What Is It?
Gastric torsion, bloat, torsion, and gastric dilatation-volvulus are all names given for the medical condition where a dog’s stomach becomes overstretched by excessive gas content. In these cases, the dog becomes unable to naturally expel the buildup, and some cases the stomach can actually “flip” over and cut off all escape routes for the gas, trapping it inside. Bloat can be fatal! Unfortunately I experienced this first hand with one of my previous dogs, Onyx, who experienced bloat while staying at a kennel a few years ago and died. One of our clients had a previous dog, an Akita named Borlo, that also passed away from GDV.
Can Your Dog Get It?
Although it is unlikely, smaller dogs do not usually experience bloat. It is more likely to happen to larger, deep-chested breeds like Great Danes, Akitas, German Shepherds, Labradors, Boxers, St. Bernards and other dogs of similar body types.
How Can You Recognize It?
Although there are several possible signs of bloat or torsion, a dog suffering from it will not always show ALL of these signs, but here are a few…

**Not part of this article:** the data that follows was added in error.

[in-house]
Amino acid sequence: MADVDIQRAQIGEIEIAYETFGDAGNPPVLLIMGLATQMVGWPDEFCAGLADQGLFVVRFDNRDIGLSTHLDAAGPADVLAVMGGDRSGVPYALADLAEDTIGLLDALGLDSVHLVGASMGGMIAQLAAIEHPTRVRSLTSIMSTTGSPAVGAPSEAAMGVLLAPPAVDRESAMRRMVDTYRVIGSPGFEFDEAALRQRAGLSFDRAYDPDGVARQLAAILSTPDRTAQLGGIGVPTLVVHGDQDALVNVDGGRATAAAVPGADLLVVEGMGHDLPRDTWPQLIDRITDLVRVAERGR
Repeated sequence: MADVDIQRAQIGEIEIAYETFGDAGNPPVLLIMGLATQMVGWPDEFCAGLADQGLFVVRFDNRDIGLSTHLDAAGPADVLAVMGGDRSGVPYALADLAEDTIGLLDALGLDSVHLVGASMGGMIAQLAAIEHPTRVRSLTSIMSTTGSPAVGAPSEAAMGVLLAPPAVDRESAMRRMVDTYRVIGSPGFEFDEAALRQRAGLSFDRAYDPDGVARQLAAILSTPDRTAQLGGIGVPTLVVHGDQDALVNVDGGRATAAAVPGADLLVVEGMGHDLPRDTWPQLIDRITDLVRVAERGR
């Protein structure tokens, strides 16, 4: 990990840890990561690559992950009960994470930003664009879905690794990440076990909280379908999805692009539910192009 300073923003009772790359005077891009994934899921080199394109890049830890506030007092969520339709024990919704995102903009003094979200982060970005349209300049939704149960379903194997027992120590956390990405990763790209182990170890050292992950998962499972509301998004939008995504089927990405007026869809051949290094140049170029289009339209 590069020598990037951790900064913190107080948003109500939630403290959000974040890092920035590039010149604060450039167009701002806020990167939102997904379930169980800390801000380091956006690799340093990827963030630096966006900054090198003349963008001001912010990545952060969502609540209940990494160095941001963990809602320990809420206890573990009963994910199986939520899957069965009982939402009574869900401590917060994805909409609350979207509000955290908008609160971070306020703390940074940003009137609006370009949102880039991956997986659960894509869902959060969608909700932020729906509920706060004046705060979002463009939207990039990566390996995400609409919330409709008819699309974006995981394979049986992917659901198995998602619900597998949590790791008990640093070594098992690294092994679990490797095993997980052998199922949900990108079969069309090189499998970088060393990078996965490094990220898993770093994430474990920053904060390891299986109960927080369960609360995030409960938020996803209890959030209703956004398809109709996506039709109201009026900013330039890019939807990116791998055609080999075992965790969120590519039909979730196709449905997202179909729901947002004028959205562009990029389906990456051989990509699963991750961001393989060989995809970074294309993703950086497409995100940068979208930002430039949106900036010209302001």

Restlessness, excessive drooling, non-productive attempts to vomit, noticeable swelling of the stomach, pale gums, difficulty breathing, and the inability to lay down.
If you think your dog may be showing signs of these behaviors or others, take your dog to the vet immediately – THIS IS AN EMERGENCY. It is also a good idea to call the vet on your way so that they may prepare for your arrival.
How Can You Prevent It?
- There is a preventative surgery, called gastroplexy, that can reduce the risk of the stomach turning over onto itself.
- Do not feed your dog less then 2 hours before heavy physical activity. Also, do not feed your dog within 2 hours after heavy physical activity.
- Feed several (at least 2) small meals, instead of 1 large meal per day. Also make sure that your dog eats slow and does not “inhale” their food.
- Limit your dog’s water intake before, after, and during exercise or play.
- Give your dog a Gas-Ex before heavy physical activity; this will help prevent gasses from building up in your dog’s stomach.
- Feed your dog a high-quality dog food that will not immediately expand when it comes into contact with water.
- Have your vet’s contact information readily available at all times.
Pictured above are Kira and Kevo, two Akita puppies that have had the preventative surgery.
Please understand that this entry provides a very basic outline of this condition. Please contact your vet if you have any questions regarding this condition or any information contained in this article.
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